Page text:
The impedance reader of the invention is capable of reading the resonance impedance spectra of resonant sensors using a portable device. For example, one or more embodiments of the portable devices use inductive coupling and a readout of the sensor response, scanning frequency ranges across sensor narrow resonance response, processing of resonance spectra to provide higher resolution and higher signal-to-noise ratio of determinations of peak position and peak intensity, and collecting the resonance impedance spectra of resonance sensors. In one example, the impedance reader has the ability to wirelessly transfer data to one or more cloud computer clusters for cost-effective processing. In another example, the impedance reader comprises the ability to wirelessly adjust the sensor model based on neighboring sensors, in part, by using the data from the neighbor sensors. The data from the neighboring sensors may be transmitted to the impedance reader through the network. In one example, the impedance reader may be a part of a wireless system. Non-limiting examples of the wireless system may comprise a personal computer, a personal digital assistant (PDA), a cellular phone, or a combination device.

Example 1

Measurements were done using a network analyzer to determine the best data acquisition conditions that minimize the noise level in measurements of resonance spectra of developed sensors. The collected complex impedance data was analyzed using Excel (MicroSoft Inc. Seattle, Wash.) or KaleidaGraph (Synergy Software, Reading, Pa.) and PLS_Toolbox (Eigenvector Research, Inc., Manson, Wash.) operated with Matlab (The Mathworks Inc., Natick, Mass.).

The variable data acquisition parameters included (1) number of fit points across the resonance peak that are used to calculate the peak position, (2) integration time, (3) percent smoothing of spectra, and (4) number of waveforms that are used for averaging. FIGS. 6A and 6B illustrate suitable data acquisition conditions to minimize the noise level. FIG. 6A is the measured Zp, and FIG. 6B is the measured Fp. As shown in FIGS. 6A and 6B, the parameter that improved the noise was the number of waveforms that are used for averaging, followed by the number of fit points across the resonance peak that are used to calculate the peak position. This finding was critical for the reduction of the noise in measurements for achieving the best detection limits in sensor response.

FIG. 7 illustrates the improvement in the noise of the network analyzer by optimizing the number of data points per scan and the number of averaged scans.

Example 2

Measurements of three different types of vapors, water, methanol and ethanol, were done using a portable network analyzer. The collected complex impedance data was analyzed using Excel (MicroSoft Inc. Seattle, Wash.) or KaleidaGraph (Synergy Software, Reading, Pa.) and PLS_Toolbox (Eigenvector Research, Inc., Manson, Wash.) operated with Matlab (The Mathworks Inc., Natick, Mass.). The sensor was a wireless sensor coated with Au nanoparticles. Tested vapors were water, methanol, and ethanol, at four concentrations each. From the collected complex impedance, several parameters were measured simultaneously. These parameters included Fp, Fz, F1, F2, Zp, Z1 and Z2. FIGS. 8A and 8B illustrates graphs during operation of the field-portable impedance reader that was used to conduct measurements from a single sensor that discriminated between the three different types of vapors. FIG. 8A illustrates simultaneously measure Fp, Fz, F1, and F2. FIG. 8B illustrates simultaneously measured Zp, Z1 and Z2.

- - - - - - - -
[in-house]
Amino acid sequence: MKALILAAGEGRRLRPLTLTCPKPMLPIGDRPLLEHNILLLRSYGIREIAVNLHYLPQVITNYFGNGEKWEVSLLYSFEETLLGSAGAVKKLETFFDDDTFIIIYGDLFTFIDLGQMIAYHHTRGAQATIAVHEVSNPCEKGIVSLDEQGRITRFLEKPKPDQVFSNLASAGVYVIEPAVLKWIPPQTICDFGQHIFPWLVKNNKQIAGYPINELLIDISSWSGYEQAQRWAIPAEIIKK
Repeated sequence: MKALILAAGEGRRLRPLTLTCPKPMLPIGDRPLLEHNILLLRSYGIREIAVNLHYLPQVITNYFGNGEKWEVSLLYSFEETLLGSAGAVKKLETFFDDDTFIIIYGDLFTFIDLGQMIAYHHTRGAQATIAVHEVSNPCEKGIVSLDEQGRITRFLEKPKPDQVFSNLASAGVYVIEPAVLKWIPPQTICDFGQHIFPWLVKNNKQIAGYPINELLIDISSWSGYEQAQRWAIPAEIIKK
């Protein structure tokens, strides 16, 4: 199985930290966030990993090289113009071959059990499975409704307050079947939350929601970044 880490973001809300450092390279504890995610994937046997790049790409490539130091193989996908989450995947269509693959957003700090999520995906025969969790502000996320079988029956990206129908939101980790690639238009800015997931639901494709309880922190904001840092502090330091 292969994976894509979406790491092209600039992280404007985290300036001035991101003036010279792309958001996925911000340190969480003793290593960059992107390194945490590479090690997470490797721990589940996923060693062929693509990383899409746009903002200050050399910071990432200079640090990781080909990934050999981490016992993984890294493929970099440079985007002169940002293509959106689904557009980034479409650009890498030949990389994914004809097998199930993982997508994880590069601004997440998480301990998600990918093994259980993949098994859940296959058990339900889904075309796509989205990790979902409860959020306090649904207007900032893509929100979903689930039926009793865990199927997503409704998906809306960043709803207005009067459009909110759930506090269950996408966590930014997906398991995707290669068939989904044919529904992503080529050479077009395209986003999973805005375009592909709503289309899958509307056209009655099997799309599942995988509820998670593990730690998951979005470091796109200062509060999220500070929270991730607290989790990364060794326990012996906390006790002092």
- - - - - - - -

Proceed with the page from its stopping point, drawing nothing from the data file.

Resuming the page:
FIGS. 9A and 9B illustrate scores plots from the principal components analysis performed during operation of the field-portable impedance reader that was used to conduct measurements from a single sensor that discriminated between the three different types of vapors. FIG. 9A illustrates scores plot of principal component 1 (PC1) with respect to principal component 2 (PC2). FIG. 9B illustrates scores plot of principal component 1 (PC1) with respect to principal component 2 (PC1) and experiment time. Principal components analysis was performed on simultaneously measured responses Fp, Fz, F1, F2, Zp, Z1 and Z2 from a single sensor. This example demonstrated the operation of the portable network analyzer in the selective determination of three vapors.

Example 3

A field-portable impedance reader that measures complex impedance was tested for its battery operation. The field-portable impedance reader was built in its double-sided, surface mount configuration. The impedance reader operated in a continuous mode and 15 percent duty cycle on a Li-ion rechargeable battery (Ultralife UBP001, 3.7V, 1750 mAh) communicating by wireless (ZigBee) in real-time. Upon detailed testing of assembled components of the portable system, the noise characteristics and the ability for selective detection of multiple vapors were comparable with the desktop network analyzer. The packaged system comprising the field-portable impedance reader achieved 13.5 h of battery operation.

While only certain features of the invention have been illustrated and described herein, many modifications and changes will occur to those skilled in the art. It is, therefore, to be understood that the appended claims are intended to cover all such modifications and changes as fall within the scope of the invention.